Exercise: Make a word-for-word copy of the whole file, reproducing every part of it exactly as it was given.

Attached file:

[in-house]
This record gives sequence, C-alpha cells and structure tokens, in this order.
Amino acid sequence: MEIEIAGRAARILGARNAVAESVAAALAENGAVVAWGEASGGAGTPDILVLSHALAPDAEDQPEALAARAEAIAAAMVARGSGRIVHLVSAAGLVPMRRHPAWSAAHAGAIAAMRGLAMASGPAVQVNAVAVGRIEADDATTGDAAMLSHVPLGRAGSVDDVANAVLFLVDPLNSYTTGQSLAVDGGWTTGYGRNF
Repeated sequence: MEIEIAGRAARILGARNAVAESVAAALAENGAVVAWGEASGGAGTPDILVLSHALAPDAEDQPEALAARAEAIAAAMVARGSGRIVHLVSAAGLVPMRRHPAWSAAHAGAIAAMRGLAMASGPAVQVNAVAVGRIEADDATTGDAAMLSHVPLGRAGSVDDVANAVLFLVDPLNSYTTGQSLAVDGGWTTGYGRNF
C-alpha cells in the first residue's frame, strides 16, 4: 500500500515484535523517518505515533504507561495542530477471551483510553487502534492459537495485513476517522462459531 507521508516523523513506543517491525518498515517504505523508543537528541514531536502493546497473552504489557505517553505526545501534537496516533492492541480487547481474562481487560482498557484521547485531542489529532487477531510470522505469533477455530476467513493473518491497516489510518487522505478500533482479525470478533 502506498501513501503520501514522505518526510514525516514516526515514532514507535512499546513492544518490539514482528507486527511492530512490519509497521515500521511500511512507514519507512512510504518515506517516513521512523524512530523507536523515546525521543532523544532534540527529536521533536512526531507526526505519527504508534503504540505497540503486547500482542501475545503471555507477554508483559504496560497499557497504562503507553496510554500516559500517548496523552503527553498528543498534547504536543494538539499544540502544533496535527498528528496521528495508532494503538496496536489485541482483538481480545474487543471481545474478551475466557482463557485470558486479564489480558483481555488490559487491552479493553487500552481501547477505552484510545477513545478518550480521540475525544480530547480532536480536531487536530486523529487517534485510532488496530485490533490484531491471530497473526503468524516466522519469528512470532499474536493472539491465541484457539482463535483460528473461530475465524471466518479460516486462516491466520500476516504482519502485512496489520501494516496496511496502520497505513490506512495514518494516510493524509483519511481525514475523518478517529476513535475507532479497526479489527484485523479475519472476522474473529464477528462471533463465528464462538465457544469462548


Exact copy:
[in-house]
This record gives sequence, C-alpha cells and structure tokens, in this order.
Amino acid sequence: MEIEIAGRAARILGARNAVAESVAAALAENGAVVAWGEASGGAGTPDILVLSHALAPDAEDQPEALAARAEAIAAAMVARGSGRIVHLVSAAGLVPMRRHPAWSAAHAGAIAAMRGLAMASGPAVQVNAVAVGRIEADDATTGDAAMLSHVPLGRAGSVDDVANAVLFLVDPLNSYTTGQSLAVDGGWTTGYGRNF
Repeated sequence: MEIEIAGRAARILGARNAVAESVAAALAENGAVVAWGEASGGAGTPDILVLSHALAPDAEDQPEALAARAEAIAAAMVARGSGRIVHLVSAAGLVPMRRHPAWSAAHAGAIAAMRGLAMASGPAVQVNAVAVGRIEADDATTGDAAMLSHVPLGRAGSVDDVANAVLFLVDPLNSYTTGQSLAVDGGWTTGYGRNF
C-alpha cells in the first residue's frame, strides 16, 4: 500500500515484535523517518505515533504507561495542530477471551483510553487502534492459537495485513476517522462459531 507521508516523523513506543517491525518498515517504505523508543537528541514531536502493546497473552504489557505517553505526545501534537496516533492492541480487547481474562481487560482498557484521547485531542489529532487477531510470522505469533477455530476467513493473518491497516489510518487522505478500533482479525470478533 502506498501513501503520501514522505518526510514525516514516526515514532514507535512499546513492544518490539514482528507486527511492530512490519509497521515500521511500511512507514519507512512510504518515506517516513521512523524512530523507536523515546525521543532523544532534540527529536521533536512526531507526526505519527504508534503504540505497540503486547500482542501475545503471555507477554508483559504496560497499557497504562503507553496510554500516559500517548496523552503527553498528543498534547504536543494538539499544540502544533496535527498528528496521528495508532494503538496496536489485541482483538481480545474487543471481545474478551475466557482463557485470558486479564489480558483481555488490559487491552479493553487500552481501547477505552484510545477513545478518550480521540475525544480530547480532536480536531487536530486523529487517534485510532488496530485490533490484531491471530497473526503468524516466522519469528512470532499474536493472539491465541484457539482463535483460528473461530475465524471466518479460516486462516491466520500476516504482519502485512496489520501494516496496511496502520497505513490506512495514518494516510493524509483519511481525514475523518478517529476513535475507532479497526479489527484485523479475519472476522474473529464477528462471533463465528464462538465457544469462548